The Works of John Marston, Volume 1

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J.C. Nimmo, 1887
 

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Page xxx - Or itch t have me their adversary, I know not, Or all these mixt; but sure I am, three years They did provoke me with their petulant styles On every stage: and I at last unwilling, But weary, I confess, of so much trouble, Thought I would try if shame could win upon 'em...
Page 103 - Tis yet dead night, yet all the earth is clutch'd * In the dull leaden hand of snoring sleep ; No breath disturbs the quiet of the air, No spirit moves upon the breast of earth, Save howling dogs, night-crows, and screeching owls, Save meagre ghosts, Piero, and black thoughts. One, two ! [Clock strikes. 1 Old eds. "cloucht," which we might regard as a misprint for "coucht" if Marston had not shown an excessive fondness (ridiculed in The Pottastcr) for the word "clutch.
Page 200 - But on the very rushes where the comedy is to dance, yea, and under the state of Cambyses himself, must our feathered estridge, like a piece of ordnance, be planted valiantly (because impudently) beating down the mews and hisses of the opposed rascality.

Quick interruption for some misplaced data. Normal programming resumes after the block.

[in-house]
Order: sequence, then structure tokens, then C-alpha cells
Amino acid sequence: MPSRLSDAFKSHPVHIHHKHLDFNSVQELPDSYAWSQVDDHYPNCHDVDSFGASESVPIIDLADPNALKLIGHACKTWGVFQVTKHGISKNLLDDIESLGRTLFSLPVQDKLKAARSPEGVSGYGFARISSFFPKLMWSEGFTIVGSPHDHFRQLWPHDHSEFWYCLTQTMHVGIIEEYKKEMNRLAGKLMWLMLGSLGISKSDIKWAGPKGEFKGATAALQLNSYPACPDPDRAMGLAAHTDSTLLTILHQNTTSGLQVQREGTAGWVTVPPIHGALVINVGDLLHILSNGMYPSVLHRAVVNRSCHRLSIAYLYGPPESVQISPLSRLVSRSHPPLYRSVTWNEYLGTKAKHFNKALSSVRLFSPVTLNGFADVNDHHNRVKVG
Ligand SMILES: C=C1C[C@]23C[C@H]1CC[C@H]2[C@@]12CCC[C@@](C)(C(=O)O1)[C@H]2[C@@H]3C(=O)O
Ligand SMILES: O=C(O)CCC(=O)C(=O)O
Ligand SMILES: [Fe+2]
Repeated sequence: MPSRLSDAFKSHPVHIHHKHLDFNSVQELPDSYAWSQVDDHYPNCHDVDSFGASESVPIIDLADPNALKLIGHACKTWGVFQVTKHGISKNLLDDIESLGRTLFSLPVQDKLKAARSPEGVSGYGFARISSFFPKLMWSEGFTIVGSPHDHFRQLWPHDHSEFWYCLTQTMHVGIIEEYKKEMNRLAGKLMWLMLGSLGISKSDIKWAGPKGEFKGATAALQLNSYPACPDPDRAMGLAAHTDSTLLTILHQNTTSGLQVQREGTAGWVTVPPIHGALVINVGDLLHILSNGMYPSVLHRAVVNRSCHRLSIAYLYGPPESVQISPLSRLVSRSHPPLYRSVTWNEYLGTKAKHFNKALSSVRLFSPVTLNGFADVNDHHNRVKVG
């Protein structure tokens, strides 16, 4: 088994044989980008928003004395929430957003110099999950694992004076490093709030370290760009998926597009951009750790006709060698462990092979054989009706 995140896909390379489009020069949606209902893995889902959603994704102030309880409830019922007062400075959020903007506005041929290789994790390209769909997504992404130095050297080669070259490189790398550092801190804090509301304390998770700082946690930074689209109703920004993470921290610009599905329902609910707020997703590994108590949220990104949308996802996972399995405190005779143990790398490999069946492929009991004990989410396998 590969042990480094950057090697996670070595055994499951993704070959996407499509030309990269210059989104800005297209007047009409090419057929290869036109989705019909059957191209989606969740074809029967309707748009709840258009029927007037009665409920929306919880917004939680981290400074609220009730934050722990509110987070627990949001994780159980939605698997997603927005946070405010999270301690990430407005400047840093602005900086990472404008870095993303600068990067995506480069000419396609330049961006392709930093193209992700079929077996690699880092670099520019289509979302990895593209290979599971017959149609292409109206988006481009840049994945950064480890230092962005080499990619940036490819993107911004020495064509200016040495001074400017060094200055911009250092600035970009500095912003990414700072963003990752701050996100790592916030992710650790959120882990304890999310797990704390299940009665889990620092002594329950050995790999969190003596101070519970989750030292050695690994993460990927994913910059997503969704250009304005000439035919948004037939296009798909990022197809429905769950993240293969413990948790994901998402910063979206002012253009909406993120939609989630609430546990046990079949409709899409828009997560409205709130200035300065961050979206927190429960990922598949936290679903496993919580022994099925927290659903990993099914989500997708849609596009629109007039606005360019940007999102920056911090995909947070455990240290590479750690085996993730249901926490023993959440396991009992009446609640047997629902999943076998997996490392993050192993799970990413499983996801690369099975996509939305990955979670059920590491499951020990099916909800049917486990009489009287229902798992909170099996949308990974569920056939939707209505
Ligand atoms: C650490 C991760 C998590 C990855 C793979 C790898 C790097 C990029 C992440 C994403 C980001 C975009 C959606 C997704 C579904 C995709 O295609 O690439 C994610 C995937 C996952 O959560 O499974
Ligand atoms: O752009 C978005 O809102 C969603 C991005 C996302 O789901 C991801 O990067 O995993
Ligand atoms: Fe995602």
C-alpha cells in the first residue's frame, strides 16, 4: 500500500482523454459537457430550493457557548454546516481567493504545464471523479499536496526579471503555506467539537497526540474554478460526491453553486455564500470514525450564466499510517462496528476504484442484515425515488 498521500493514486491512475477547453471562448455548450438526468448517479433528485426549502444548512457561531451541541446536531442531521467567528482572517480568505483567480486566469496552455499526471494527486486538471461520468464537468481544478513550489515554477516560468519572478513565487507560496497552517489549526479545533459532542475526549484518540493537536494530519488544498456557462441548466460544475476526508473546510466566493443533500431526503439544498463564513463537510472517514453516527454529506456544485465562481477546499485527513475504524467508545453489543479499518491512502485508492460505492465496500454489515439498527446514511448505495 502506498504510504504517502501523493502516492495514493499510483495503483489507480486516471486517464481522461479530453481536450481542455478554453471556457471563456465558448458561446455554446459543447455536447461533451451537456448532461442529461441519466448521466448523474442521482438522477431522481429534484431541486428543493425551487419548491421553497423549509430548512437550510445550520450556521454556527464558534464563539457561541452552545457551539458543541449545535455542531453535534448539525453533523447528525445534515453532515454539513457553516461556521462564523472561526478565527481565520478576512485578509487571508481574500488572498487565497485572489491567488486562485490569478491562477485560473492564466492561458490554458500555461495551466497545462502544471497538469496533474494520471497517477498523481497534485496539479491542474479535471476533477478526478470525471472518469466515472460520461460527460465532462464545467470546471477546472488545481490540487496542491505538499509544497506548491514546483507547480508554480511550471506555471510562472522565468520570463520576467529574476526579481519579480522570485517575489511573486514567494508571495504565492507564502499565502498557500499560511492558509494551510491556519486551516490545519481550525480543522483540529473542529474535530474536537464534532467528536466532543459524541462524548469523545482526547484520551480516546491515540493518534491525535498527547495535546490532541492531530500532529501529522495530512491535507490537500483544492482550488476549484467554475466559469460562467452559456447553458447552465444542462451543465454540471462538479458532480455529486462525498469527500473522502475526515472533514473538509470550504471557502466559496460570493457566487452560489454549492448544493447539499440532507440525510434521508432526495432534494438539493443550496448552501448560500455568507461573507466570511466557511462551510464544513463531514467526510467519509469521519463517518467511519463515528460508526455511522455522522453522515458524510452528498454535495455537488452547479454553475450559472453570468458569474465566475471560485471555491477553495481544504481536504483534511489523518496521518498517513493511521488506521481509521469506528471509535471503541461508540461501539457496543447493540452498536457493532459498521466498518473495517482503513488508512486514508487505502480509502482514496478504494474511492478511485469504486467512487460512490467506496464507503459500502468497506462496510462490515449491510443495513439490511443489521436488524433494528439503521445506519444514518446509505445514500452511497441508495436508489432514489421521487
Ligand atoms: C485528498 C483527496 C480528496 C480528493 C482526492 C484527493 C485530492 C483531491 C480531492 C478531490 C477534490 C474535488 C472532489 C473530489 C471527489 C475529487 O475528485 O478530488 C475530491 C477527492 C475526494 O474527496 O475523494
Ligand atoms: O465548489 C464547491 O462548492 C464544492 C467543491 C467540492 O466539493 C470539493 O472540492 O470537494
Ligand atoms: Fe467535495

Page xxxiv - You must not hunt for wild outlandish terms, To stuff out a peculiar dialect; But let your matter run before your words. And if at any time you chance to meet Some Gallo-Belgic phrase...
Page xxx - He had many quarrells with Marston, beat him, and took his pistol from him, wrote his Poetaster on him; the beginning of them were, that Marston represented him in the stage, in his youth given to venerie.
Page lx - Lord of light is light itself, and never spark of that light reach to my soul ; what Tophet is not paradise, what brimstone is not amber, what gnashing is not a comfort, what gnawing of the worm is not a tickling, what torment is not a marriage-bed to this damnation, to be secluded eternally, eternally, eternally from the sight of God...
Page xxxviii - ... only a few industrious Scots, perhaps, who, indeed, are dispersed over the face of the whole earth. But as for them, there are no greater friends to Englishmen and England, when they are out on't, in the world, than they are. And for my...
Page 203 - Why not Malevole in folio with us, as Jeronimo in decimo-sexto with them ? They taught us a name for our play; we call it One for another.
Page xxxviii - I am here, my most honoured lord, unexamined and unheard, committed to a vile prison, and with me a gentleman, (whose name may, perhaps, have come to your lordship) one Mr. George Chapman, a learned and honest man.
Page 301 - Now, o' my conscience, now I think in my discretion, we did not take her in the right sign ; the blood was not in the true vein, sure.

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